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First night nerves

There always has to be a First Night of course, but the celebratory, hope-filled kind on which the theatrical industry has become so focused is particularly profound when it not only ushers in a first production, but an entire collected, carefully curated season, as ours does tonight at Opera Holland Park. All of the festivals in Britain will understand; we essentially vanish for nine months and pop up again. In our case, an entire theatre reappears, teased from the ground up, dressed, primped and hopefully improved each year. Having to recreate the space in which we work adds a dimension of anxiety that isn't there when one is opening a production in a "normal" theatre.  So when you visit us tonight - if you are lucky enough to have a ticket - you will be entering not only a world that Puccini created, interpreted and put together by James Clutton the producer, but you will be enjoying it in a place that didn't exist three months ago and over which countless people have, in envisioning and enacting its physical effect, sweated over. 

The venues in which human kind has sought cultural enlightenment over the centuries have always been part of the experience: from the Greeks and Romans to the lyric theatres of the modern era, the  theatre would overawe as much as the art on stage. Our theatre isn't quite as inspiring as the amphitheatre in Ephesus, or La Fenice or countless other vast and ornate houses, but it was created with aesthetic gratification in mind. And the technical challenges of joining its various elements on a small and challenging Grade 1 listed site take us into the minutiae of wood colour, carpet texture and paint; from a pig's ear emerges a silk purse and we hope the theatre is admired too. From an architectural pot pourri of Jacobean ruin, Frei Otto inspired high tensile fabric, steel and truss dripping with LED technology will emerge the western American desert and a bandit to steal Minnie's heart. If I wrote it down, they would never go for it on Dragon's Den would they?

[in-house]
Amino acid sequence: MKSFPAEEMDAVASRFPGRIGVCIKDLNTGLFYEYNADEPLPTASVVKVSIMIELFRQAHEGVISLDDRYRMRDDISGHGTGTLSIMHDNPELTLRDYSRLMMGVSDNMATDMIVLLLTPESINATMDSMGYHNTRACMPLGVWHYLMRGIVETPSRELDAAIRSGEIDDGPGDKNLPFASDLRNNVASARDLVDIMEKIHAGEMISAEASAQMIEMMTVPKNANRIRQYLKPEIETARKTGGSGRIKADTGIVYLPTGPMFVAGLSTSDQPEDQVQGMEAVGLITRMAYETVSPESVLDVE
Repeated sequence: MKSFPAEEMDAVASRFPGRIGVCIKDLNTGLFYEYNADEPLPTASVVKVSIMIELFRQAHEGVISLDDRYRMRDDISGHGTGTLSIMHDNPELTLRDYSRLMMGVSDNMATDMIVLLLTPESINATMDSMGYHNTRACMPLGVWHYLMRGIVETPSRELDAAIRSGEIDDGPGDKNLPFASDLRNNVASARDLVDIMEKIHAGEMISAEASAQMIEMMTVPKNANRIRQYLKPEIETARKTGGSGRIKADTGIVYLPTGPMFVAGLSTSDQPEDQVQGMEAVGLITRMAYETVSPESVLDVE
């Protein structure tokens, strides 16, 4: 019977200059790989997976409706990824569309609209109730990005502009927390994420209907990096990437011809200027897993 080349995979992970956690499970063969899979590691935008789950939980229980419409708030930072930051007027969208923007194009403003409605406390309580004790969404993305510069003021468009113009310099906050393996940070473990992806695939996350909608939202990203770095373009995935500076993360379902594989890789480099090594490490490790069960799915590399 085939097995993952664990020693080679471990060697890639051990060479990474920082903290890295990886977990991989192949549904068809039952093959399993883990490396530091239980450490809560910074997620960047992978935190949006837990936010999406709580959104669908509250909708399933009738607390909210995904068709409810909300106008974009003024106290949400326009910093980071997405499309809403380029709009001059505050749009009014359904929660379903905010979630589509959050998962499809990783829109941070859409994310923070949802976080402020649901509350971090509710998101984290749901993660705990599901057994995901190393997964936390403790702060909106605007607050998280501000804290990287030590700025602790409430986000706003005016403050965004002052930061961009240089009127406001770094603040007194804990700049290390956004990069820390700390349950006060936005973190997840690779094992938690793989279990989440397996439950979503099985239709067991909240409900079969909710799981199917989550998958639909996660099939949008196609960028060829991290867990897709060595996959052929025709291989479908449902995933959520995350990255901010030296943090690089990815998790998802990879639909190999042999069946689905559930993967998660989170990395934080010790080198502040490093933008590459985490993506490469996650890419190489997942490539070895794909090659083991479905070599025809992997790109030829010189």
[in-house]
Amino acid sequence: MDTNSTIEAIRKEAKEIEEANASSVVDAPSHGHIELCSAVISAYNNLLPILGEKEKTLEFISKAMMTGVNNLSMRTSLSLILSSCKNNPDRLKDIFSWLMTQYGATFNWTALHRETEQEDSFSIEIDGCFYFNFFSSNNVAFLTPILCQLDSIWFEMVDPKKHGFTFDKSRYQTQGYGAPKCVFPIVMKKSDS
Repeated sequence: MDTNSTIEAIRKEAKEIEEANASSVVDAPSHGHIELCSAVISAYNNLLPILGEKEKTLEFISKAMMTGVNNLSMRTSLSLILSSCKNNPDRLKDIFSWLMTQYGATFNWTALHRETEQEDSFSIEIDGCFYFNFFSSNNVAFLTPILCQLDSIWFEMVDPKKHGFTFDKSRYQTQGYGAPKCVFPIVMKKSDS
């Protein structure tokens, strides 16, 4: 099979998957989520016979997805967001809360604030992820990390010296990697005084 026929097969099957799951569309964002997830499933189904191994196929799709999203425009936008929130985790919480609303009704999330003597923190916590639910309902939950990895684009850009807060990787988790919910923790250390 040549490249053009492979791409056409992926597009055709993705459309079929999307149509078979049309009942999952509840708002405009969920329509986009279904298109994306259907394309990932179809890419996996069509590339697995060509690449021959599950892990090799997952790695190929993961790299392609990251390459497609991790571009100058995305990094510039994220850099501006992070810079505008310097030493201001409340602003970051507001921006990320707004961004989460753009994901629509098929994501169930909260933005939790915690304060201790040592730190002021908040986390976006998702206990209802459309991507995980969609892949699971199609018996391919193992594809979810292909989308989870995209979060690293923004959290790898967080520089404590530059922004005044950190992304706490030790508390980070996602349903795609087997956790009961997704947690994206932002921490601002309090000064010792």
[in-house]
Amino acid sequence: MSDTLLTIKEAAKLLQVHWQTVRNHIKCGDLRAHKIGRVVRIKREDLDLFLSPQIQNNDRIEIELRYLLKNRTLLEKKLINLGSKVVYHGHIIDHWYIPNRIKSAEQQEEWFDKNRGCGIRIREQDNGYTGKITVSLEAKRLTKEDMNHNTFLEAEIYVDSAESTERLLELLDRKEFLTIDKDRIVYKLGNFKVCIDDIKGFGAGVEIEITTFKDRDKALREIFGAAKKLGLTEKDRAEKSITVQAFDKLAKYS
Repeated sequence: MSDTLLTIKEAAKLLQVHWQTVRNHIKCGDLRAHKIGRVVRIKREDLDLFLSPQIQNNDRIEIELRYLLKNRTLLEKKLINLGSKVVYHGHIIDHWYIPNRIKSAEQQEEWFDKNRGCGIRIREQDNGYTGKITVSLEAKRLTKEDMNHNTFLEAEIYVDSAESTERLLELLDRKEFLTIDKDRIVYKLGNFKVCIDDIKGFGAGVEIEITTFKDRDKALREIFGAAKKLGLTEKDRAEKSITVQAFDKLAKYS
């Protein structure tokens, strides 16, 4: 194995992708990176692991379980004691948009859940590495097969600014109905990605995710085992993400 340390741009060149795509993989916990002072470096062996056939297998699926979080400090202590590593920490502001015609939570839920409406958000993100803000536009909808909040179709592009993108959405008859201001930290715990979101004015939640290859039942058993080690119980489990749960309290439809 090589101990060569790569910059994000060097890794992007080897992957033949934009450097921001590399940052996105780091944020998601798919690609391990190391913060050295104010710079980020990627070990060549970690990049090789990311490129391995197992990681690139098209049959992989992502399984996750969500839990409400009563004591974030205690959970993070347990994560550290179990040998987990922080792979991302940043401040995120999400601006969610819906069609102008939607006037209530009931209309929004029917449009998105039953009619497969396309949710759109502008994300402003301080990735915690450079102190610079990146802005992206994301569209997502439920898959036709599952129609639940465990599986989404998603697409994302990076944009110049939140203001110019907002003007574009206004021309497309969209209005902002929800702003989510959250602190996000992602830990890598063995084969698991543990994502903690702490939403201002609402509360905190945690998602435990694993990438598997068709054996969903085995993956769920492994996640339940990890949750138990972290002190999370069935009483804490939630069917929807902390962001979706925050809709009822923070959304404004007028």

So tonight, as everybody gathers, James will immerse himself in the traditional backstage hullabaloo of nerves and excitement and I'll probably shout at someone for not raking the gravel properly. That is the nature of created spaces in which we invite immensely talented people to do their thing in front of a thousand expectant patrons who not only trust us to offer artistic value for their entrance fee but give no quarter to the fact they would have been sitting on a lawn a few short weeks ago.  At the end of the night - hopefully - our only concern will be the volume of applause, smiling faces, the body language of attendant critics (yes, critics, we read your body language) and a welcome celebratory glug of something strong. But if anyone mentions the gravel, I shall get very cross indeed.

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